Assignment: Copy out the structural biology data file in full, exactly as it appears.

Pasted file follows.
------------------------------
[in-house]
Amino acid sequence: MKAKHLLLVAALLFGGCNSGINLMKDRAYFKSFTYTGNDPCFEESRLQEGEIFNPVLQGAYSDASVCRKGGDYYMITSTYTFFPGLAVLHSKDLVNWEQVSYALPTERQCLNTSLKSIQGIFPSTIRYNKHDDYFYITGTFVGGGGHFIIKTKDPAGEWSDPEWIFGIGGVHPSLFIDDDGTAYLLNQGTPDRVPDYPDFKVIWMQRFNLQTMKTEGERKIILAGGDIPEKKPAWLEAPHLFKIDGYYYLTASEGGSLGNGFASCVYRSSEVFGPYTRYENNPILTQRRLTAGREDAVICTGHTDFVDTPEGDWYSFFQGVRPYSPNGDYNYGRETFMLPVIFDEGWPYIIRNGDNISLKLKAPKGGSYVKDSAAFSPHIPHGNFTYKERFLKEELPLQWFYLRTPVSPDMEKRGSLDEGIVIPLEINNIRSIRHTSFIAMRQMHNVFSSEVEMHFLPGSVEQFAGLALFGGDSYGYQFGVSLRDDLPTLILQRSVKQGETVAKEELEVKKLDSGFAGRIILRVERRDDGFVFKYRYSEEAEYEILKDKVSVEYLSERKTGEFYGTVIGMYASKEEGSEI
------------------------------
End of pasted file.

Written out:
[in-house]
Amino acid sequence: MKAKHLLLVAALLFGGCNSGINLMKDRAYFKSFTYTGNDPCFEESRLQEGEIFNPVLQGAYSDASVCRKGGDYYMITSTYTFFPGLAVLHSKDLVNWEQVSYALPTERQCLNTSLKSIQGIFPSTIRYNKHDDYFYITGTFVGGGGHFIIKTKDPAGEWSDPEWIFGIGGVHPSLFIDDDGTAYLLNQGTPDRVPDYPDFKVIWMQRFNLQTMKTEGERKIILAGGDIPEKKPAWLEAPHLFKIDGYYYLTASEGGSLGNGFASCVYRSSEVFGPYTRYENNPILTQRRLTAGREDAVICTGHTDFVDTPEGDWYSFFQGVRPYSPNGDYNYGRETFMLPVIFDEGWPYIIRNGDNISLKLKAPKGGSYVKDSAAFSPHIPHGNFTYKERFLKEELPLQWFYLRTPVSPDMEKRGSLDEGIVIPLEINNIRSIRHTSFIAMRQMHNVFSSEVEMHFLPGSVEQFAGLALFGGDSYGYQFGVSLRDDLPTLILQRSVKQGETVAKEELEVKKLDSGFAGRIILRVERRDDGFVFKYRYSEEAEYEILKDKVSVEYLSERKTGEFYGTVIGMYASKEEGSEI